Mood Swings and Stress

If you notice yourself experiencing a drastic change of emotions every now and then it is possible that you are experiencing what many people refer to as “mood swings”. One moment you may be feeling fine working on your daily tasks, the next minute you may be feeling irritable and even become hostile – all these sudden changes in your mood indicates that you are indeed having mood swings.

Irritability is a common symptom of unresolved chronic stress. So if you are showing signs of being moody, you may need to look deeper and see if it isn’t stress that is causing the problem.

Yes, it is perfectly normal to experience irritability, anger, sadness and other emotions in our lives. However, if mood swings become difficult to control, this becomes another problem to look at. Uncontrolled mood swings can severely impact relationships, careers and other aspects of a person’s life.

Is Irritability The Cause?

Both men and women may suffer from mood swings that are caused by stress of everyday living.  Juggling between family and work life and others expectations will make almost everyone vulnerable to highs and lows in mood.

Women experience mood swings more often than men. This comes as no surprise since women are subject to fluctuations of hormones that can occur during pregnancy, menstruation periods or post-partum depression.

Intensity of mood changes will invariably worsen when upsetting situations occur.

Irritability is one of the most common indicators of susceptibility to mood swings. When a person is irritable they will have an increased tendency to overreact or become angry in response to an occurrence. When the response is disproportionate to the trigger, problems will occur with others.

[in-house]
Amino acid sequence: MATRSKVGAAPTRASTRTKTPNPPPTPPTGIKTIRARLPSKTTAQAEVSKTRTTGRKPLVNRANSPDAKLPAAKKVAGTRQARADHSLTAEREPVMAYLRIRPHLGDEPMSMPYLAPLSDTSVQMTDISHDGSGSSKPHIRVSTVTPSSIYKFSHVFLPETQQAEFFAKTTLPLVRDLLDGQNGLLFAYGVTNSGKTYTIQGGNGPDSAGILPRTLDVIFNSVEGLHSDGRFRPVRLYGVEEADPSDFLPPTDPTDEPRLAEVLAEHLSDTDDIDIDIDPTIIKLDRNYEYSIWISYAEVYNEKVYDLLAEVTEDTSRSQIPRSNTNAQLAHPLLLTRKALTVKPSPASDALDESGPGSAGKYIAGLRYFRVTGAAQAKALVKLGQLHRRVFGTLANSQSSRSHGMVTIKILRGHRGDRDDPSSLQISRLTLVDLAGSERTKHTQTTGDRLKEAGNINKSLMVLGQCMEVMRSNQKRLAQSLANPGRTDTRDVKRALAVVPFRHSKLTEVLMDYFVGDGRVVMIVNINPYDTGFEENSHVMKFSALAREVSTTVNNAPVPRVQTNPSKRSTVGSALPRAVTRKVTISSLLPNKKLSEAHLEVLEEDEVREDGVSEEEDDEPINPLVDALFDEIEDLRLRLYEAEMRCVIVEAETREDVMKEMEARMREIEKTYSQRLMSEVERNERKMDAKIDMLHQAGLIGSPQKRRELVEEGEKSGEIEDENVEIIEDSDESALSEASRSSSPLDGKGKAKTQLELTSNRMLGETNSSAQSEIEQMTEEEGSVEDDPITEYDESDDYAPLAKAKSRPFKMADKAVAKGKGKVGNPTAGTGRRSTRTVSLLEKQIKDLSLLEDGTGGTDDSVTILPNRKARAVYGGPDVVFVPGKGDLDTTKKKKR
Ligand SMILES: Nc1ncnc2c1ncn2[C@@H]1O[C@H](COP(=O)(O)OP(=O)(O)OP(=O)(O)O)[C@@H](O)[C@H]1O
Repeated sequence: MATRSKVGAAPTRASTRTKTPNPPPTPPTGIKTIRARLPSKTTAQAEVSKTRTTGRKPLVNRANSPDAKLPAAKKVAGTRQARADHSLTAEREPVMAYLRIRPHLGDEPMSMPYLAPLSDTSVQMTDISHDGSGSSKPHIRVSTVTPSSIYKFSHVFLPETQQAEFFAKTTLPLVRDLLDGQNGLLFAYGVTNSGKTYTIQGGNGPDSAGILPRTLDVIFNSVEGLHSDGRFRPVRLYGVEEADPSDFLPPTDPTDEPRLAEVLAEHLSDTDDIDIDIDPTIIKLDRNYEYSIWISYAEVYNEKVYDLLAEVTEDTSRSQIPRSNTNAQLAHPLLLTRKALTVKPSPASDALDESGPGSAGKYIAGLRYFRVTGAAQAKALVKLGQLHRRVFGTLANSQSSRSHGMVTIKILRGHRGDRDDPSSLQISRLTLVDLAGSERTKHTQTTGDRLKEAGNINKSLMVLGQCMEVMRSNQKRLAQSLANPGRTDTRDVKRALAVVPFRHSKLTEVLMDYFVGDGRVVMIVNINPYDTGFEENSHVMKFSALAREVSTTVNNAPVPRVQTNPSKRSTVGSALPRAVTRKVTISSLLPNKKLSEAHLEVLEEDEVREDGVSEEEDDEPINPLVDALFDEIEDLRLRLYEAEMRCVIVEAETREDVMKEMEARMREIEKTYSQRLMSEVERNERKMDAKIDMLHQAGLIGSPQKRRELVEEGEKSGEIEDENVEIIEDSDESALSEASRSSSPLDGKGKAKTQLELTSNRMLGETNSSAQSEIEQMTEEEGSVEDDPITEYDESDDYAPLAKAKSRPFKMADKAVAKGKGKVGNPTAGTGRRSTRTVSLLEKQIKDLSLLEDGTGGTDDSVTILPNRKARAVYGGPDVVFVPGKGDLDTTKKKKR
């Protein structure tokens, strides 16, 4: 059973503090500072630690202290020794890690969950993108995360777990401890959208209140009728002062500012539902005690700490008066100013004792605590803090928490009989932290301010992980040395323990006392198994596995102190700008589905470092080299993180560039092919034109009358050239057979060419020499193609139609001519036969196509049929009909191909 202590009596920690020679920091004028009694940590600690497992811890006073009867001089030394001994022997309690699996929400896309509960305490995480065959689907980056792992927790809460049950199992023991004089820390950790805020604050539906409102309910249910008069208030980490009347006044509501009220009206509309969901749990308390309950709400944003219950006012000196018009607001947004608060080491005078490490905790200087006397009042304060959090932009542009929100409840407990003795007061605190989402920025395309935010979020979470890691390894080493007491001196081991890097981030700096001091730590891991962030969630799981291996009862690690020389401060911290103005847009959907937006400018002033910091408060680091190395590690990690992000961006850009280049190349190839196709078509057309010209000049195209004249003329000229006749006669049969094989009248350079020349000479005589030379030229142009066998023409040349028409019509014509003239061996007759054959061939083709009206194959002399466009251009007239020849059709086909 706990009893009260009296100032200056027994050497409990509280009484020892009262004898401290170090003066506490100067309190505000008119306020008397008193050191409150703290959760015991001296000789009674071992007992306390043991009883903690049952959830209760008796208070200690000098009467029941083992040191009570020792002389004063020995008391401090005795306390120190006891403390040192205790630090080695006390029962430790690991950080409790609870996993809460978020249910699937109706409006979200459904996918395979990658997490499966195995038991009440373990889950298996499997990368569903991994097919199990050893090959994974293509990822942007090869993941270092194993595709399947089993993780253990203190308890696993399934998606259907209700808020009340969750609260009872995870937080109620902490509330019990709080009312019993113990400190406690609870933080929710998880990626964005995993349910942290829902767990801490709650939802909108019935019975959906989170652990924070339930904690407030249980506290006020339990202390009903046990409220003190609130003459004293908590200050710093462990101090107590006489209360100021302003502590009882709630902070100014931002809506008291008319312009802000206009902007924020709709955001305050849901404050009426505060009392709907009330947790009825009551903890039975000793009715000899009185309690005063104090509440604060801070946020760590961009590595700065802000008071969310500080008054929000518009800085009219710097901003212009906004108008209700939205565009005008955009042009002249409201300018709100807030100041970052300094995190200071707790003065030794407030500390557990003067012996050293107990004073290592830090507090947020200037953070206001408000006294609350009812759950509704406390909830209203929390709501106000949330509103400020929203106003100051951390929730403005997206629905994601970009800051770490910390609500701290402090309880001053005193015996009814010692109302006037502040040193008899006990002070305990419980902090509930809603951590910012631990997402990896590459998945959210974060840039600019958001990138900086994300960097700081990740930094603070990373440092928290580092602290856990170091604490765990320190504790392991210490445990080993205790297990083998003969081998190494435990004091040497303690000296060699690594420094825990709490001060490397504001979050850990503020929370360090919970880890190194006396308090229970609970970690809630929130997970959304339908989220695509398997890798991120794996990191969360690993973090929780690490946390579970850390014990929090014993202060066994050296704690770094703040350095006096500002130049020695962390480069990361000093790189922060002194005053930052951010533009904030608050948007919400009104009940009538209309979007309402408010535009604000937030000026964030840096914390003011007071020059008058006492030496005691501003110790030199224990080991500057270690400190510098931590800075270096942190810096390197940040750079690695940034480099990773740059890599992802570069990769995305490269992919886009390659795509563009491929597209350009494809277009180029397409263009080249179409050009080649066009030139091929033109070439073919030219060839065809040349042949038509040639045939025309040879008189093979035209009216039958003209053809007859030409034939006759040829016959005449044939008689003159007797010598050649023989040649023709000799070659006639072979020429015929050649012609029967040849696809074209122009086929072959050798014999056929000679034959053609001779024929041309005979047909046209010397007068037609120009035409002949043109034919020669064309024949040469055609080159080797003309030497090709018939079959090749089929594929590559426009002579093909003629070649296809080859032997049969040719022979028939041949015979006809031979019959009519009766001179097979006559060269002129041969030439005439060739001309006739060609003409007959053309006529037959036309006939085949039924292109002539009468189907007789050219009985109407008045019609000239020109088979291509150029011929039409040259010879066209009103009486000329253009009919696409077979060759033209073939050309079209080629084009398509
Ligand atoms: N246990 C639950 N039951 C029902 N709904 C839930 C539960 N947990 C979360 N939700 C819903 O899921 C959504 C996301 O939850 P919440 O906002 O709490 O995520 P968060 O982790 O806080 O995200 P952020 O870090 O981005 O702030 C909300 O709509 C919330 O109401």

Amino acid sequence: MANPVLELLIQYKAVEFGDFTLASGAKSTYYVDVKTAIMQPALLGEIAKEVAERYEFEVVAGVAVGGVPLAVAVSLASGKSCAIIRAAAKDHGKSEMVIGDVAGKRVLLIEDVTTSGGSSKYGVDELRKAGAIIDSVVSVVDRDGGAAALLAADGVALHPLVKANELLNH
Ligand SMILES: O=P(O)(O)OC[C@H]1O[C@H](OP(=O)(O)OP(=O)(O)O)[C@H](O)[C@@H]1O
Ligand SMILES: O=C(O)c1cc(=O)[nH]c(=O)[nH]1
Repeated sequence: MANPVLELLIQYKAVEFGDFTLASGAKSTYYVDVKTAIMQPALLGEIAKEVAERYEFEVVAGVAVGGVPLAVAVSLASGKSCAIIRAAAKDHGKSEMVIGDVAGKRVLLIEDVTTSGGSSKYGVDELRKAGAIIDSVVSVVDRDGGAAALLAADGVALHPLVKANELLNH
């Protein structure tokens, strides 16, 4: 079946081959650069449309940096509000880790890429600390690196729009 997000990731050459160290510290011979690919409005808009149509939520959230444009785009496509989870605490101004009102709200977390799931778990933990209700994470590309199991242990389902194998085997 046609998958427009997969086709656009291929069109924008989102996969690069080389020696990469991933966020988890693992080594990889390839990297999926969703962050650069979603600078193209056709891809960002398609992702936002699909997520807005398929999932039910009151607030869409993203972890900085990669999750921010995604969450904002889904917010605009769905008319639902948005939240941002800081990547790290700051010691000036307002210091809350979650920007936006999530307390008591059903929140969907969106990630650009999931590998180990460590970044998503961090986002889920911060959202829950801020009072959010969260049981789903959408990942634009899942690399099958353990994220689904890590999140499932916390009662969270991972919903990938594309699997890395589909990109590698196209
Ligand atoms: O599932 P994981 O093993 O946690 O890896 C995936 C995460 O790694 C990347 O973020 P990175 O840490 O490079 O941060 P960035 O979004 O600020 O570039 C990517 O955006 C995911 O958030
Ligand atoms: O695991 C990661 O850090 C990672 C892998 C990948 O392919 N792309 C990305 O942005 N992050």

This often leads to feelings of remorse, self-pity and more anger. If this yo-yo behavior is repeated often it can create habitual responses which compound the hormonal and environmental triggers. If the underlying causes of the irritability are properly addressed mood swings will then start to dissipate.

Extreme cases of mood swings can also be linked to bipolar disorder. If mood swings are extreme in either frequency or intensity or are damaging to personal and professional relationships professional help should be sought.

Natural Ways of Coping with Stress and Mood Swings

Recognizing that stress and your mood swings are a problem does not mean you have to rely on prescription or over-the-counter drugs to be able to manage the problem.

There are several natural ways of coping:

Yoga and meditationcan help people achieve calmness by using positive imagery, slow and tempered muscle movements and guided breathing techniques. Practicing Yoga and meditation on a regular basis provides people with better coping skills for mood swings as the student will be taught to become more aware of their own emotional and physical responses to mood swings.

Getting enough sleep is also crucial towards conquering mood swings.  Lacking enough sleep every night will make you feel run down with your mind less sharp to deal with any situations that may arise in your daily routine. This will affect how you react to situations and increasing your likelihood of an irrational response. Having enough sleep gives your mind and body the much needed rest that it deserves for it to function better the next day.

Eating right is one of the best ways to keep mood swings in check.  Processed foods and all forms of junk foods should be avoided. Stay clear of all foods and beverages that contain sugar and limit or better yet eliminate your intake of alcohol.

These unhealthy foods will trigger mood swings and also reduce the capability to cope with stress. Poor eating habits are also commonly linked to anxiety, depression and other mental health problems. Diet is becoming more widely implicated as a primary underlying cause and aggravator of many mental and emotional issues.


© Triangle Mental Health Foundation 2022